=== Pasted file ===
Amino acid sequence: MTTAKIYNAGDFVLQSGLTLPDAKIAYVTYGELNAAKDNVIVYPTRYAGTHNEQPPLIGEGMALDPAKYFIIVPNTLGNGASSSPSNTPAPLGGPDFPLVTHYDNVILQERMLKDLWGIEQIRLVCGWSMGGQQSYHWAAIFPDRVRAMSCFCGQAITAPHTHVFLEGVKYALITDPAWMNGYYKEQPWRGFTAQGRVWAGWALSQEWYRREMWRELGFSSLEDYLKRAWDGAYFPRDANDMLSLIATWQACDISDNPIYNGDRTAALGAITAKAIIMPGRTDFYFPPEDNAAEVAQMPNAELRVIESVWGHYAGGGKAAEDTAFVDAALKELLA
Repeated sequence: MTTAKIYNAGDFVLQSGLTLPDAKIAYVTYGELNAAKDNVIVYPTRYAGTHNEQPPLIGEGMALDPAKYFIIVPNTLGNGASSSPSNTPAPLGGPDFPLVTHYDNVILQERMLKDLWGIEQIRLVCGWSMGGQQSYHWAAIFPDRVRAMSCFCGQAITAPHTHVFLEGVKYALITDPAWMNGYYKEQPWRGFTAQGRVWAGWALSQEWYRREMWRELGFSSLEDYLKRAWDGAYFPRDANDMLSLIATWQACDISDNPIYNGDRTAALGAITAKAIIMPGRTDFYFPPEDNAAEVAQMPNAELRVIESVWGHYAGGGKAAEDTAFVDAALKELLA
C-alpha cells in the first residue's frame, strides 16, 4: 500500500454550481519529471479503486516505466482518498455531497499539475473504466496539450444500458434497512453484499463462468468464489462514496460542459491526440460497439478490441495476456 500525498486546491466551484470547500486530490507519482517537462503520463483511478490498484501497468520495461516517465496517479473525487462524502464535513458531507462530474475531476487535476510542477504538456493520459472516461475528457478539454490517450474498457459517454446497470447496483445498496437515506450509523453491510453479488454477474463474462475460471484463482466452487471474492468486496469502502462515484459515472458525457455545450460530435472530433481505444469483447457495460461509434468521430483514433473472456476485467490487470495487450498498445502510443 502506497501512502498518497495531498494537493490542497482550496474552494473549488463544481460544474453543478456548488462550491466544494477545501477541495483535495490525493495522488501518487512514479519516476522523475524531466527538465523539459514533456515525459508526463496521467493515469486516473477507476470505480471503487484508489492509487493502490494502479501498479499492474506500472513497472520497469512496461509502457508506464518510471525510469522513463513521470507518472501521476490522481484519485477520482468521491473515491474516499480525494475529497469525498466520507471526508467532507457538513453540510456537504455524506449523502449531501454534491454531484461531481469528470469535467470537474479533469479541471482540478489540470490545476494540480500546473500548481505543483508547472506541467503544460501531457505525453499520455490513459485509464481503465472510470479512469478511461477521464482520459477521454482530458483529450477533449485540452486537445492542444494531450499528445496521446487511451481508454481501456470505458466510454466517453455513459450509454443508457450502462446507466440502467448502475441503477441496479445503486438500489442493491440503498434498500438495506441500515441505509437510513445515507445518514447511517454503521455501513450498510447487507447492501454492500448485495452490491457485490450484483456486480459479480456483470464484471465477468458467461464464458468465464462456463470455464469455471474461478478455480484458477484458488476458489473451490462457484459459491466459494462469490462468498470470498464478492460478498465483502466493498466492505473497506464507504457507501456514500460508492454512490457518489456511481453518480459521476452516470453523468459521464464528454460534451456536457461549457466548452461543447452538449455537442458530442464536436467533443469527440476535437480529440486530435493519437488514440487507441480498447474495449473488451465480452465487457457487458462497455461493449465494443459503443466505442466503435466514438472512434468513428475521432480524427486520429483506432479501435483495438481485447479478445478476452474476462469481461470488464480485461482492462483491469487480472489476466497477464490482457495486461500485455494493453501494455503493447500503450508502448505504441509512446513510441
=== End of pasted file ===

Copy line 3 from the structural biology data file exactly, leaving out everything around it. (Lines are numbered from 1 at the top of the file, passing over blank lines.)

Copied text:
C-alpha cells in the first residue's frame, strides 16, 4: 500500500454550481519529471479503486516505466482518498455531497499539475473504466496539450444500458434497512453484499463462468468464489462514496460542459491526440460497439478490441495476456 500525498486546491466551484470547500486530490507519482517537462503520463483511478490498484501497468520495461516517465496517479473525487462524502464535513458531507462530474475531476487535476510542477504538456493520459472516461475528457478539454490517450474498457459517454446497470447496483445498496437515506450509523453491510453479488454477474463474462475460471484463482466452487471474492468486496469502502462515484459515472458525457455545450460530435472530433481505444469483447457495460461509434468521430483514433473472456476485467490487470495487450498498445502510443 502506497501512502498518497495531498494537493490542497482550496474552494473549488463544481460544474453543478456548488462550491466544494477545501477541495483535495490525493495522488501518487512514479519516476522523475524531466527538465523539459514533456515525459508526463496521467493515469486516473477507476470505480471503487484508489492509487493502490494502479501498479499492474506500472513497472520497469512496461509502457508506464518510471525510469522513463513521470507518472501521476490522481484519485477520482468521491473515491474516499480525494475529497469525498466520507471526508467532507457538513453540510456537504455524506449523502449531501454534491454531484461531481469528470469535467470537474479533469479541471482540478489540470490545476494540480500546473500548481505543483508547472506541467503544460501531457505525453499520455490513459485509464481503465472510470479512469478511461477521464482520459477521454482530458483529450477533449485540452486537445492542444494531450499528445496521446487511451481508454481501456470505458466510454466517453455513459450509454443508457450502462446507466440502467448502475441503477441496479445503486438500489442493491440503498434498500438495506441500515441505509437510513445515507445518514447511517454503521455501513450498510447487507447492501454492500448485495452490491457485490450484483456486480459479480456483470464484471465477468458467461464464458468465464462456463470455464469455471474461478478455480484458477484458488476458489473451490462457484459459491466459494462469490462468498470470498464478492460478498465483502466493498466492505473497506464507504457507501456514500460508492454512490457518489456511481453518480459521476452516470453523468459521464464528454460534451456536457461549457466548452461543447452538449455537442458530442464536436467533443469527440476535437480529440486530435493519437488514440487507441480498447474495449473488451465480452465487457457487458462497455461493449465494443459503443466505442466503435466514438472512434468513428475521432480524427486520429483506432479501435483495438481485447479478445478476452474476462469481461470488464480485461482492462483491469487480472489476466497477464490482457495486461500485455494493453501494455503493447500503450508502448505504441509512446513510441